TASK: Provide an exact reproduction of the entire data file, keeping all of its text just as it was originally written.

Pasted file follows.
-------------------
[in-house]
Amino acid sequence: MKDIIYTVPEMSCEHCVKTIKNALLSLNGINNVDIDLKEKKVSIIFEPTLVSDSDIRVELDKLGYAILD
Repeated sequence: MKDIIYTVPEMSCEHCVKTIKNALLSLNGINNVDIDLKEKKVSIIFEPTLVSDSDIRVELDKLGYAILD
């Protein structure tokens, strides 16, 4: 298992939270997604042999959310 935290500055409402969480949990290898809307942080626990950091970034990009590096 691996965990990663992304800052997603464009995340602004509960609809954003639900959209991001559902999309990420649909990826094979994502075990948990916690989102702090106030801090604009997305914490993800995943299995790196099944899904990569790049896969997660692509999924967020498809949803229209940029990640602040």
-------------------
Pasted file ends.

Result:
[in-house]
Amino acid sequence: MKDIIYTVPEMSCEHCVKTIKNALLSLNGINNVDIDLKEKKVSIIFEPTLVSDSDIRVELDKLGYAILD
Repeated sequence: MKDIIYTVPEMSCEHCVKTIKNALLSLNGINNVDIDLKEKKVSIIFEPTLVSDSDIRVELDKLGYAILD
């Protein structure tokens, strides 16, 4: 298992939270997604042999959310 935290500055409402969480949990290898809307942080626990950091970034990009590096 691996965990990663992304800052997603464009995340602004509960609809954003639900959209991001559902999309990420649909990826094979994502075990948990916690989102702090106030801090604009997305914490993800995943299995790196099944899904990569790049896969997660692509999924967020498809949803229209940029990640602040």